WHAT’S NEW AND NOTEWORTHY IN THE FEDERAL COURTS
TEXAS DISTRICT COURT UPHOLDS DEPARTMENT OF LABOR (DOL) RULE CLARIFYING ABILITY OF FIDUCIARIES TO CONSIDER ESG FACTORS IN INVESTMENT DECISIONS – State of Utah, et al. v. Walsh, No. 2:23-CV-016-Z (Sept. 21, 2023) (N.D. Tex.) – Federal court appropriately defers to the DOL’s judgment under Chevron and easily dismisses “major questions” assault on the rule.
The Issue. In 2022, the DOL issued what is known as the “2022 Investment Duties Rule” (Rule). It clarified the duties of fiduciaries when selecting investments for retirement plans under the Employee Retirement Income Security Act (ERISA). Specifically, the new Rule made changes to a prior Trump-era 2020 rule that created confusion and had a chilling effect on the ability of retirement plan fiduciaries to consider environmental, social, and governance (ESG) factors in making their decisions about which investments to select for plans. The Rule made clear that the risk and return factors that plan advisers must always consider may include the ESG factors, depending on the facts and circumstances.
In January 2023, a group of 26 Republican state attorneys general brought a challenge to the Rule, alleging that it violated the statutory requirements of ERISA and was arbitrary and capricious in violation of the Administrative Procedures Act (APA).
The Decision. In a decision issued on September 21, 2023, Trump-appointed Judge Matthew Kacsmaryk rightly rejected the plaintiff’s arguments on both fronts, granting the DOL’s cross-motion for summary judgment and upholding the Rule.
With respect to the plaintiff’s statutory arguments under ERISA, the court applied the two-step analysis of the Chevron doctrine. It first held that Congress had not directly spoken to the issue presented. It then held that the DOL’s interpretation of the law embodied in the Rule was reasonable and indeed consistent with the DOL’s long held position. According to Judge Kacsmaryk, “[t]he 2022 Rule changes little in substance from the 2020 Rule and other rulemakings.” He further explained that “[f]or nearly three decades,” DOL has maintained the position that ERISA does not forbid fiduciaries from considering non-financial ESG factors in their investment decisions, so long as “the selection of competing investments . . . serve the plan’s economic interests equally.” Given this consistent regulatory history, the judge also summarily dispensed with the challengers’ contention, based on the major questions doctrine, that the DOL had asserted an authority of such extraordinary “history and breadth” that more clear Congressional authority was necessary.
Judge Kacsmaryk also rejected a large assortment of arguments that the Rule violated the Administrative Procedure Act. He began by articulating the governing principles of judicial review: The scope of the review is narrow, the court is not to substitute its judgment for that of the agency, and agencies have expertise in administering their statutes “that no court can properly ignore.” Based on these principles and others, the Court readily rejected all of the challengers claims about specific flaws in the Rule. And the judge reflected an appropriately objective application of the law when he wrote that “while the Court is not unsympathetic to plaintiffs’ concerns over ESG investing trends, it need not condone ESG investing generally or ultimately agree with the Rule to reach this conclusion.”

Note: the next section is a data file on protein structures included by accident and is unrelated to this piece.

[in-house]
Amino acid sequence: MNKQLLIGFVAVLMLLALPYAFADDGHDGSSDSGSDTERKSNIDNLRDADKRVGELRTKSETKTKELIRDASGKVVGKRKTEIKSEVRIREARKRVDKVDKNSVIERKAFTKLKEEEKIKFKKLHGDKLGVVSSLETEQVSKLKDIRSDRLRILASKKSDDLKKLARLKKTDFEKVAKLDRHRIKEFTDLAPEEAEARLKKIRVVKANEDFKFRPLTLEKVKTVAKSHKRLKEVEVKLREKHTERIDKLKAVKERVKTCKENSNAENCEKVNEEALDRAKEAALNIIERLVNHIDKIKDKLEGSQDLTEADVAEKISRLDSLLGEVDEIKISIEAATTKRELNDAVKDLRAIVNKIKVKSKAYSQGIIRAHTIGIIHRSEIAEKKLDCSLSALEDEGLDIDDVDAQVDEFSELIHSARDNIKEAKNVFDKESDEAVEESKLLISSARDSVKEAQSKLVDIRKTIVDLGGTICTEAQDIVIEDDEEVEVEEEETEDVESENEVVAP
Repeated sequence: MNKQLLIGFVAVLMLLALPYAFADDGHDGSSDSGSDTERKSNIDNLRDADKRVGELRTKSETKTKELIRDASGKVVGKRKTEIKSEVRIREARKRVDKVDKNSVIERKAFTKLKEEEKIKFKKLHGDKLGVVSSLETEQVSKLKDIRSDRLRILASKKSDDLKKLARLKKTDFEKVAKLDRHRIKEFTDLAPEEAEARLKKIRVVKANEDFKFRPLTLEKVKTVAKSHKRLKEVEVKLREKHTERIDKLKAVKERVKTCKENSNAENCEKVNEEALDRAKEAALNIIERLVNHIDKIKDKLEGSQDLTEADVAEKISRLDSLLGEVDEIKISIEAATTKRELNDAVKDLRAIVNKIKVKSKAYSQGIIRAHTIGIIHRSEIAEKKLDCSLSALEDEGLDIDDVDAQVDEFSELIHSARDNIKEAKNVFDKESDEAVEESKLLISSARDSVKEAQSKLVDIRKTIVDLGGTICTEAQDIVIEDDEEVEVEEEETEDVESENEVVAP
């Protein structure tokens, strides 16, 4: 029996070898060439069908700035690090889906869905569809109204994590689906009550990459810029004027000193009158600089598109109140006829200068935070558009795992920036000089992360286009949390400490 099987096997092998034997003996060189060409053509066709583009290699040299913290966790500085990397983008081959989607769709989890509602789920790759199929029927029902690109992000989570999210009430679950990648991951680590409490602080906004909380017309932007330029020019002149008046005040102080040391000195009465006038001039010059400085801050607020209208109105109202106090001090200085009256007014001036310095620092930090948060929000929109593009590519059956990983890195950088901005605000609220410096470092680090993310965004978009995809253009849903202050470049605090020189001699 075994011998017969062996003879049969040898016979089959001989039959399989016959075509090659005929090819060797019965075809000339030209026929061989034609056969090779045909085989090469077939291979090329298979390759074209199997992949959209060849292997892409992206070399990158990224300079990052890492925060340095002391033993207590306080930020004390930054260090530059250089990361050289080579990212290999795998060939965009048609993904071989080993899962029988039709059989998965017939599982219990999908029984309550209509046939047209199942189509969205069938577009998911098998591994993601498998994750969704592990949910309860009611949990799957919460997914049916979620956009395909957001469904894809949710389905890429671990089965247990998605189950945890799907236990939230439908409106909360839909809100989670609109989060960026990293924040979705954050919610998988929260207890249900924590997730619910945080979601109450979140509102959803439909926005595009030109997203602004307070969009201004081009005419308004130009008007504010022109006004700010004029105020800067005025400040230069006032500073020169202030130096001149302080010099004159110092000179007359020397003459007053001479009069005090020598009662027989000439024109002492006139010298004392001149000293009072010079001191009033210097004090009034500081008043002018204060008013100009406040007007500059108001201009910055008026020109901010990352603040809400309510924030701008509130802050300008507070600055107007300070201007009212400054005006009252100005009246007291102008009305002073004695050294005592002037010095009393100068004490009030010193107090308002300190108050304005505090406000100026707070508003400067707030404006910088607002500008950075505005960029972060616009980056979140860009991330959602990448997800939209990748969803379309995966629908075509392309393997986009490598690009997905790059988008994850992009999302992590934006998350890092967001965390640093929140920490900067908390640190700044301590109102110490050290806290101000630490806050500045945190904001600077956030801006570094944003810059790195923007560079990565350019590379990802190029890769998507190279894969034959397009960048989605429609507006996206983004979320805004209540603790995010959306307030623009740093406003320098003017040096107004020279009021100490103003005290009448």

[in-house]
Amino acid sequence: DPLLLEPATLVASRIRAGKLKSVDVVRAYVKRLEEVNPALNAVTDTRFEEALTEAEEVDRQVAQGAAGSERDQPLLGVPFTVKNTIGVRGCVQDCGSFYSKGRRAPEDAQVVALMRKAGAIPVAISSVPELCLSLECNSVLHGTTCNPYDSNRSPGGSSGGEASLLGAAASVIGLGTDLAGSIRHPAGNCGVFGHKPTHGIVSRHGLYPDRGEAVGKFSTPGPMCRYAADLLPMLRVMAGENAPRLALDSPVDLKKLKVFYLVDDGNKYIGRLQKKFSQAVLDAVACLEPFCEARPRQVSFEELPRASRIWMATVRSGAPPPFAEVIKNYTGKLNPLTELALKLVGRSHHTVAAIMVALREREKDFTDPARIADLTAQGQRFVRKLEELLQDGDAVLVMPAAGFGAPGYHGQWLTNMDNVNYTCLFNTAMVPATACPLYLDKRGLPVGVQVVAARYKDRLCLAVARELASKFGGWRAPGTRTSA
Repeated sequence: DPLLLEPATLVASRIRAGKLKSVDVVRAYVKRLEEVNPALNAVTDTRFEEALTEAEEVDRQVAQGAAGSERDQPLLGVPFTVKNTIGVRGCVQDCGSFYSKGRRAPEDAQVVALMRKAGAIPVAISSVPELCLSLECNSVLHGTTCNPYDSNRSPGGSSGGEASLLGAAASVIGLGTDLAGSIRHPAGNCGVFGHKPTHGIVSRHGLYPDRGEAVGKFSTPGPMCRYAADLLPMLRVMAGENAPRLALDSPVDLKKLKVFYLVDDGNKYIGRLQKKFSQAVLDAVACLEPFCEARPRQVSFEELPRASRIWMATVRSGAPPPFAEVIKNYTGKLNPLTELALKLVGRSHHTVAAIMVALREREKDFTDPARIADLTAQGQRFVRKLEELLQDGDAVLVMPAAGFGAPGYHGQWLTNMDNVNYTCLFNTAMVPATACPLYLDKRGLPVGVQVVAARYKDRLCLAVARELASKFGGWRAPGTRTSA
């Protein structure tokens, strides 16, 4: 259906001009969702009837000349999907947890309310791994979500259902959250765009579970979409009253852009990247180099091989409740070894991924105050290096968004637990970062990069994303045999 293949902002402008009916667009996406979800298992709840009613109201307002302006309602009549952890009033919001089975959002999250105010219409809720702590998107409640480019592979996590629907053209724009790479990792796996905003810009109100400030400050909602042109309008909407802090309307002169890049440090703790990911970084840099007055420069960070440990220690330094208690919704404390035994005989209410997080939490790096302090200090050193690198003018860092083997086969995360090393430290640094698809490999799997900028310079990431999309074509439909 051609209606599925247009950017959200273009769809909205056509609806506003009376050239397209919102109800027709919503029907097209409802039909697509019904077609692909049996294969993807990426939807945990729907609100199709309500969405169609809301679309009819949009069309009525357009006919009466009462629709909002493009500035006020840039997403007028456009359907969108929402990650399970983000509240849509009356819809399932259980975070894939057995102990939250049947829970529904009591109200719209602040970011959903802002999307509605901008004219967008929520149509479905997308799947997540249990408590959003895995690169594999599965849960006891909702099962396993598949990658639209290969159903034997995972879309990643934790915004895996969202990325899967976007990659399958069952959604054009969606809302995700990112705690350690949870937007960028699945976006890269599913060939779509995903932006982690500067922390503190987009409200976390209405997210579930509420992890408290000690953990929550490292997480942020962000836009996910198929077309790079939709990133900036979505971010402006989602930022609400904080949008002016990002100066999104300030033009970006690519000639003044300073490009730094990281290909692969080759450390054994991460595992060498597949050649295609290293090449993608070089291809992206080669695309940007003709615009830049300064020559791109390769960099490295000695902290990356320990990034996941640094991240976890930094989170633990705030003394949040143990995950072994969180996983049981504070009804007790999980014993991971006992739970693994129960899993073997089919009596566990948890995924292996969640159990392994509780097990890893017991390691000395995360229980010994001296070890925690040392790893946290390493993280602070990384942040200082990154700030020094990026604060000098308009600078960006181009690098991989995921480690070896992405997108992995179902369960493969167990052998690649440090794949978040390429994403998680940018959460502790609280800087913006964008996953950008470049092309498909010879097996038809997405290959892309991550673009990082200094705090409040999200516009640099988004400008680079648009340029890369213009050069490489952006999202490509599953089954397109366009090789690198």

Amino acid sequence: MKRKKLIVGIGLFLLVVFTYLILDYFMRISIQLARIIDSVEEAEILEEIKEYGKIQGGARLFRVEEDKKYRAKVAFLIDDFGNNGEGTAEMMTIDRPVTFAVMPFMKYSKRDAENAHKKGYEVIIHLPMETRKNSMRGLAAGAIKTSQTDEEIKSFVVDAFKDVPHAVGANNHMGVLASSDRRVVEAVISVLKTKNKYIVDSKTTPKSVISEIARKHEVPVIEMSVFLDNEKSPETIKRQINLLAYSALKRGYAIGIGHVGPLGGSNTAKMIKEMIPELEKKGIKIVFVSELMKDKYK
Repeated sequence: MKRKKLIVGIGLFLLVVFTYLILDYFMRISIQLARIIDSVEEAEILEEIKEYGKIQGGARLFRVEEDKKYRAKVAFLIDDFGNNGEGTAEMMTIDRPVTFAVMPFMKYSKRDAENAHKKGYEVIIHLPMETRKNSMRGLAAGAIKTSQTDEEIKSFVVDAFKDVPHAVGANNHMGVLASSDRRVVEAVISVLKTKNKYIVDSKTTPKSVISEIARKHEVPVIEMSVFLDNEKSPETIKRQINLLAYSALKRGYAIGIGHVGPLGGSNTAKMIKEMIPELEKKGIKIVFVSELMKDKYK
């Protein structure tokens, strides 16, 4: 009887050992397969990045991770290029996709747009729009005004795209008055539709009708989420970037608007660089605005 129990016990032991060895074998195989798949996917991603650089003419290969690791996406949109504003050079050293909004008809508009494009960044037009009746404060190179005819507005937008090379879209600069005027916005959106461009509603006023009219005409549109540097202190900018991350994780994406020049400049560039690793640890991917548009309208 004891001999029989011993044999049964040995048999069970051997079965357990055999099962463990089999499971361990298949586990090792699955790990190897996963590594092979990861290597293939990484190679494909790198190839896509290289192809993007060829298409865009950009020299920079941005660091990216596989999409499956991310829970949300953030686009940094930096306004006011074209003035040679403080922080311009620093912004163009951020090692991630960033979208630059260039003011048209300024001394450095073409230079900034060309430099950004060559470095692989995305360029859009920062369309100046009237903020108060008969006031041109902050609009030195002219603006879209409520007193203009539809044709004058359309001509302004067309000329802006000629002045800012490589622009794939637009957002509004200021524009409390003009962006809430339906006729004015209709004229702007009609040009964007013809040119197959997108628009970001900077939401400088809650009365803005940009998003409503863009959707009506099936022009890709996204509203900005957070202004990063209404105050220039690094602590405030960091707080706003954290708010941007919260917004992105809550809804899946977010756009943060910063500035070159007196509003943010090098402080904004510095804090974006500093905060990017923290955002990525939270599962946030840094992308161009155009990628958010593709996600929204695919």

Why It Matters. This case is important for at least three reasons. First, it upholds an important rule that provides helpful clarity to ERISA fiduciaries facing increasing investor interest in ESG investments. The Rule removes impediments to the consideration of the ESG factors. At the same time, it preserves the overriding focus in ERISA on the financial risks and returns that investments offer. And it clarified the tiebreaker scenario in which fiduciaries may rely on the ESG factors in making a final selection between two options that “equally serve” the financial interests of the plan.
Second, the case is a reminder that litigation outcomes are unpredictable, even in courts such as the Fifth Circuit that many regard—with good reason—as ideologically slanted against regulation. The upshot is that the agencies must continue to fashion the most effective rules they believe are necessary to fulfill their statutory mandates and protect the public interest, regardless of the litigation threats they face.
Finally, this case illustrates the importance of the principles that guide judicial review of agency rules, particularly the Chevron doctrine. Here, the Court’s deference to the DOL’s expertise and judgment was an important factor in leading the Court to uphold the Rule, notwithstanding the judge’s own avowed reservations surrounding the ESG investment movement. That’s why the fate of the Chevron doctrine is so important, as we explain in our recent report on the Supreme Court.
SEC DEFEATS CHALLENGE TO NASDAQ’S RULE REQUIRING TRANSPARENCY ABOUT DIVERSITY ON CORPORATE BOARDS – Alliance for Fair Board Recruitment v. SEC, No. 21-60626 (5th Cir.) (decided Oct. 18, 2023) – Challengers lose bid to nullify the SEC’s approval of a new rule issued by the NASDAQ that helps investors select companies for investment and also advances the cause of social justice.